Inside pressure: Sheldon Richardson’s interior push could create a nastier Vikings’ defense
Vikings coach Mike Zimmer sat with the NFL’s reigning No. 1 defense in February and wondered, “Do we need to do something different, even though they’re converting one third down per game?” Zimmer’s honest offseason assessment led to the eventual answer of yes, get more pressure on the quarterback — especially up the middle.
Enter DT Sheldon Richardson, a free-agent prize signed this offseason to a one-year, $8 million contract lined with another $3 million worth of incentives. That’s a lofty investment for a defense that was as close to perfect as any in the league last season.
The Vikings believe Richardson, 27, can make them better; Richardson, a former first-round pick who was shipped from the Jets to the Seahawks a year ago, feels the same way — especially about respected Vikings defensive line coach Andre Patterson.
“I do feel like he can take me to the next level,” Richardson said of Patterson. “Redefine my hands and make those pressures turn into sacks.”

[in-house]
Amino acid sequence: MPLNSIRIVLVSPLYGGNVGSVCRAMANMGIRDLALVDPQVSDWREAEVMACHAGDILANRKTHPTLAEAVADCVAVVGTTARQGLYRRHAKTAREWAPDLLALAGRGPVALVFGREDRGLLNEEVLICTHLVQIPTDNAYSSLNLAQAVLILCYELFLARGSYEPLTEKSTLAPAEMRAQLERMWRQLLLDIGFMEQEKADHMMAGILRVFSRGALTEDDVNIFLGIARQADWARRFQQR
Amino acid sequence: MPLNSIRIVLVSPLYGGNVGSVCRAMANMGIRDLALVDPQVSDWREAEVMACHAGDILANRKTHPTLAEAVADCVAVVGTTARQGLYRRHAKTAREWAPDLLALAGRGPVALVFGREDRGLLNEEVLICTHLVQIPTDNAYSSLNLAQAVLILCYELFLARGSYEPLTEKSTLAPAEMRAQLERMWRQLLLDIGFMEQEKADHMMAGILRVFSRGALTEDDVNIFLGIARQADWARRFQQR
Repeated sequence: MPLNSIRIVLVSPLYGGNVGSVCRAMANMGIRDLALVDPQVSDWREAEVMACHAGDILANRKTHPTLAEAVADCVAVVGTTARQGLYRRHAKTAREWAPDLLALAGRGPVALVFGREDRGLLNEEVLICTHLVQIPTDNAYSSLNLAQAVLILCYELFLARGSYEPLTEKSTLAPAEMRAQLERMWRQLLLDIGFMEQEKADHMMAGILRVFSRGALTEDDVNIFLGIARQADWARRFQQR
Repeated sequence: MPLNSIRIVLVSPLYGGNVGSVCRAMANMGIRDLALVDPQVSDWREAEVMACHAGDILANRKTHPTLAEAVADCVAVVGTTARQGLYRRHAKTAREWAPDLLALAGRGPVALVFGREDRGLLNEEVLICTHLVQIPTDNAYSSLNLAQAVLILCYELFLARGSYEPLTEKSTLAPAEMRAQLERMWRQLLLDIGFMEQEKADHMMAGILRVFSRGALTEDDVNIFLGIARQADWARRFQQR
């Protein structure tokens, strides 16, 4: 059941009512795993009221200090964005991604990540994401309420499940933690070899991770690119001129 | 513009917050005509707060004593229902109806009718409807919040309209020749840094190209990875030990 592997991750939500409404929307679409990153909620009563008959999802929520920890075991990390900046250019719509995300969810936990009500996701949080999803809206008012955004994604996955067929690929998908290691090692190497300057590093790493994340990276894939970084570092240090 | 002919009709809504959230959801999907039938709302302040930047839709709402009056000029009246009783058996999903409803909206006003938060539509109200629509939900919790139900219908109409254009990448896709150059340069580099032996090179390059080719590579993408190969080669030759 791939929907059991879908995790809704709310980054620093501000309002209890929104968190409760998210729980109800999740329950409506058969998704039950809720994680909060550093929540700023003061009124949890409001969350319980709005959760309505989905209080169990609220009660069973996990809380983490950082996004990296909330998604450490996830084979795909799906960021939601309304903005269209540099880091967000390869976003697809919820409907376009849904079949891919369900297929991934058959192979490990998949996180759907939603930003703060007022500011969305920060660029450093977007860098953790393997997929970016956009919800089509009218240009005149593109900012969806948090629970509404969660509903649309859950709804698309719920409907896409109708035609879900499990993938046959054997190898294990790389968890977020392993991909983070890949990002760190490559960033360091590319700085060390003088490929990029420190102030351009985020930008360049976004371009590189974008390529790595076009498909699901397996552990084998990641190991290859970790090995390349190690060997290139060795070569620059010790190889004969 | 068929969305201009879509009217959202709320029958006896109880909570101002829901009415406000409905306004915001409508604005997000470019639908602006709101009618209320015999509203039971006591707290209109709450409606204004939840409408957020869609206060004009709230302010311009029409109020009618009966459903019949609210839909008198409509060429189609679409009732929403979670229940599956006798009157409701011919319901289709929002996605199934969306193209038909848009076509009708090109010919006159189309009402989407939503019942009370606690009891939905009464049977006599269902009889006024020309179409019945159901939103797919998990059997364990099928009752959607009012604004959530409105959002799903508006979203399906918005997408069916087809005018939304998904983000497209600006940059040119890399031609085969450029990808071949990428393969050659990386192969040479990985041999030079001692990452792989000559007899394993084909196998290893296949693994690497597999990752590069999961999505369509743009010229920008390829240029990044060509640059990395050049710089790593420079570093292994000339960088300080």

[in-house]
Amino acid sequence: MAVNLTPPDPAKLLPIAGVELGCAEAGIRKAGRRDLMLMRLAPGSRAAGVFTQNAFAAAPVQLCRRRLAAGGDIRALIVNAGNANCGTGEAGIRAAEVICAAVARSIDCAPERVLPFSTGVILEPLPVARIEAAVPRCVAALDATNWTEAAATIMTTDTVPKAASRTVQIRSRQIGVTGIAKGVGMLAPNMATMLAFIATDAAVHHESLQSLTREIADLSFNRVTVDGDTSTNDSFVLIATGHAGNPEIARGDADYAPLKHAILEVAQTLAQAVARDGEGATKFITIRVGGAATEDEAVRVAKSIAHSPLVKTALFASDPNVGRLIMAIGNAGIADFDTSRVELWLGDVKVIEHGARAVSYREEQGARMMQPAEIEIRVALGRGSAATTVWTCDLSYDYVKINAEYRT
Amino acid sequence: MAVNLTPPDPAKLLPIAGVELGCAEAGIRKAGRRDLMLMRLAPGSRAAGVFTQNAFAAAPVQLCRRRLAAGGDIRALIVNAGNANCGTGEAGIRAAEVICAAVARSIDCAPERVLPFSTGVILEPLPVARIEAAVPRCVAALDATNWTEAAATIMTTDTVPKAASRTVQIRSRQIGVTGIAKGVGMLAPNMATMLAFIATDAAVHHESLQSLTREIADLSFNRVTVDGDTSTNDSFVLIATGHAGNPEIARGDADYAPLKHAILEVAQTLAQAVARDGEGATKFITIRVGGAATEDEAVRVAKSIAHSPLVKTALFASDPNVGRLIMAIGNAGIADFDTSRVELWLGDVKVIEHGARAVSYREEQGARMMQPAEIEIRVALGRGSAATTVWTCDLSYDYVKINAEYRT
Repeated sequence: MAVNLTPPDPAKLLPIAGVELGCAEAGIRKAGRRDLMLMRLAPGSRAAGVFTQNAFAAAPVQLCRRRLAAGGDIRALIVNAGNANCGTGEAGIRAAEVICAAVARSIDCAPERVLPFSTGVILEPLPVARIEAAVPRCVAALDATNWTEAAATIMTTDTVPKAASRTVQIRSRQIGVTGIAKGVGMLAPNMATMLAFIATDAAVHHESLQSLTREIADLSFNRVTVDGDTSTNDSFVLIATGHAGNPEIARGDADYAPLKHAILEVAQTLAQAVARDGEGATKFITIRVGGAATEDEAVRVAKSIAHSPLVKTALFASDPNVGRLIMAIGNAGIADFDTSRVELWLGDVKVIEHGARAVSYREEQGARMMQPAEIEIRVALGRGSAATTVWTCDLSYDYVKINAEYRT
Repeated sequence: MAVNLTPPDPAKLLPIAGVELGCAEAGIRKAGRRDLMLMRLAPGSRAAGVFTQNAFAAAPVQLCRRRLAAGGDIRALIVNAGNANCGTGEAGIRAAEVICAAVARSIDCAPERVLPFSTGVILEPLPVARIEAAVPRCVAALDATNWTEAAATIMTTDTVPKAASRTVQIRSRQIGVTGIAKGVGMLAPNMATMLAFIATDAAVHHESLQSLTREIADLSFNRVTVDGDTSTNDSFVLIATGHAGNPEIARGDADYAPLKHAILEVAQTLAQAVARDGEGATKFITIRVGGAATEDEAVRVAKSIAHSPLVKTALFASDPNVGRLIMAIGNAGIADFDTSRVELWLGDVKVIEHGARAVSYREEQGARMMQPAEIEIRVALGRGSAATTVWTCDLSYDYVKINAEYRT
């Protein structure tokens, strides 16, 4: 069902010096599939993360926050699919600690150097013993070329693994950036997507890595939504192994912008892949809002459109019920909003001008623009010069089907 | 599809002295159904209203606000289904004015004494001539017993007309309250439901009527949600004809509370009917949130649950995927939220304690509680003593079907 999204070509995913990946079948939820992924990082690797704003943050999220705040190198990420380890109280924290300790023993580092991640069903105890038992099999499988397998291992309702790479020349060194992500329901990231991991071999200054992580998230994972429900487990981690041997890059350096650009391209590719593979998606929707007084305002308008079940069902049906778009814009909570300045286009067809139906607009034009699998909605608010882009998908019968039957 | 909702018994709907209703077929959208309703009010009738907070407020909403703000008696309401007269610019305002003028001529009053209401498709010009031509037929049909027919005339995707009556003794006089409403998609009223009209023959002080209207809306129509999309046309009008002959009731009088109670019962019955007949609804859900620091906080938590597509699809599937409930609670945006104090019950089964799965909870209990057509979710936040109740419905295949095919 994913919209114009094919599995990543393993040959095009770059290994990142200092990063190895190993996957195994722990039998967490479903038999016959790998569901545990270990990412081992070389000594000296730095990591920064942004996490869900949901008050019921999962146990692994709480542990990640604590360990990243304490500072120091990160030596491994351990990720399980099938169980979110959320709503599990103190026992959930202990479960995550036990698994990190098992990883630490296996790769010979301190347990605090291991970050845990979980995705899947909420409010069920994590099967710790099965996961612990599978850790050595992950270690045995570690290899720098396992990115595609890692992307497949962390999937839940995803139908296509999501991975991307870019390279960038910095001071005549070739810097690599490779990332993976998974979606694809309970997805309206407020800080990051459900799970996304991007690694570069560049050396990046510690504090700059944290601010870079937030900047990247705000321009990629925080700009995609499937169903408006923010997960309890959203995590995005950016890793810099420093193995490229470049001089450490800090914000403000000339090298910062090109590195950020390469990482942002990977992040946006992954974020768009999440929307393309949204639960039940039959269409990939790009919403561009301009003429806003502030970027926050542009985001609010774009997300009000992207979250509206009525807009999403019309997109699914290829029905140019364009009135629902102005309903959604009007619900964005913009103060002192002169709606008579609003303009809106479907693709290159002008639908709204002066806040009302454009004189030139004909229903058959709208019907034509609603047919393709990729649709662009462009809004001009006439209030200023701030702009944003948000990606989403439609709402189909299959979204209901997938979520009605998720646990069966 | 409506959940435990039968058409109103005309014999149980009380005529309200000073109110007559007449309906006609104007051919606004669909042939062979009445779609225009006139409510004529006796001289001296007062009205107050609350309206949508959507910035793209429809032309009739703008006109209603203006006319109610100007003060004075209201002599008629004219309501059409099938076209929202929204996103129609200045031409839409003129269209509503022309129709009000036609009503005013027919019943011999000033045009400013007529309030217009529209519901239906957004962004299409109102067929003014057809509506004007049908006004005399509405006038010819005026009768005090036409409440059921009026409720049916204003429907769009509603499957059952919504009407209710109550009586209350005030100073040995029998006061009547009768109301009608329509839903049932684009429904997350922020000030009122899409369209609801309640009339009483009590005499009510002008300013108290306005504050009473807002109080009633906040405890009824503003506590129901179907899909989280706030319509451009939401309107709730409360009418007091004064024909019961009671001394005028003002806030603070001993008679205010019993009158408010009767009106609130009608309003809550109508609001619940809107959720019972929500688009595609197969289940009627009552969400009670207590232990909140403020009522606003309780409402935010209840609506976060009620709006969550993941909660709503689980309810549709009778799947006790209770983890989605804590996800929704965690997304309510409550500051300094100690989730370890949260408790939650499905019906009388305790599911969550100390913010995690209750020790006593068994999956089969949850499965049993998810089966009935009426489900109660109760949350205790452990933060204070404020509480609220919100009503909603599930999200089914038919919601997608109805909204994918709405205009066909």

Sacks were harder to come by for the Vikings defense as last season progressed. The production was nearly cut in half, from averaging 2.7 sacks in the first 11 games to 1.4 in the final seven games of the season and playoffs.
Look deeper and you’ll find just 6½ of the Vikings’ 40 sacks came from defensive tackles. That’s not ideal for Zimmer’s scheme, which was in place when Geno Atkins became a quarterback’s nightmare as a tackle for four seasons in Cincinnati.
The Vikings have little doubt Richardson can provide an upgrade up the middle.
“He’s a guy that can go in there and bring pressure when we need him to,” defensive end Danielle Hunter said. “It’s going to be a plus for the defensive line and defense, because it’s a part of our defense for the three-tech [defensive tackle] to bring pressure.”
Richardson was a top-20 interior pass rusher for the Seahawks last season with 36 total pressures (hurries, hits and sacks), according to Pro Football Focus. But he had just one sack, meaning he lacked “the vanity and the numbers,” Richardson said, that often accompany a highly coveted free agent.
He could become one of 2019’s top free agents if he reaches the ceiling the Vikings expect. Along the way, Richardson also would make life easier for the Vikings’ top two pass rushers off the edge in Hunter and Everson Griffen.
“It’s all about whenever you bring pressure to a quarterback’s feet, it stops him from stepping into his throws,” Hunter said. “It makes him hold the ball longer. It gives us time to go around the edge and beat our guys, make moves and just get to the quarterback.”